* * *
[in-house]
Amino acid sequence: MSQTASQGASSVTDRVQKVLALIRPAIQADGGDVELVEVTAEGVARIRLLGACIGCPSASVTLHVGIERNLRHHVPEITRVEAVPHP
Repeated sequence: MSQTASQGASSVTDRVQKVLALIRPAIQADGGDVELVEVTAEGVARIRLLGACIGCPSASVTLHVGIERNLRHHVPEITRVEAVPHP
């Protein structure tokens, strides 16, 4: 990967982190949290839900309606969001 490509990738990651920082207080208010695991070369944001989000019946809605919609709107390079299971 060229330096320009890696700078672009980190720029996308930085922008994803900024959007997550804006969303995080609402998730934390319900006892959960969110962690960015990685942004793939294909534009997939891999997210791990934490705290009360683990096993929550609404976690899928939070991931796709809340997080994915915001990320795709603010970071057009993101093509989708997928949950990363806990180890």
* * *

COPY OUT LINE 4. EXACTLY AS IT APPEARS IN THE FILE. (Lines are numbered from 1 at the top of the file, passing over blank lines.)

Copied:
């Protein structure tokens, strides 16, 4: 990967982190949290839900309606969001 490509990738990651920082207080208010695991070369944001989000019946809605919609709107390079299971 060229330096320009890696700078672009980190720029996308930085922008994803900024959007997550804006969303995080609402998730934390319900006892959960969110962690960015990685942004793939294909534009997939891999997210791990934490705290009360683990096993929550609404976690899928939070991931796709809340997080994915915001990320795709603010970071057009993101093509989708997928949950990363806990180890």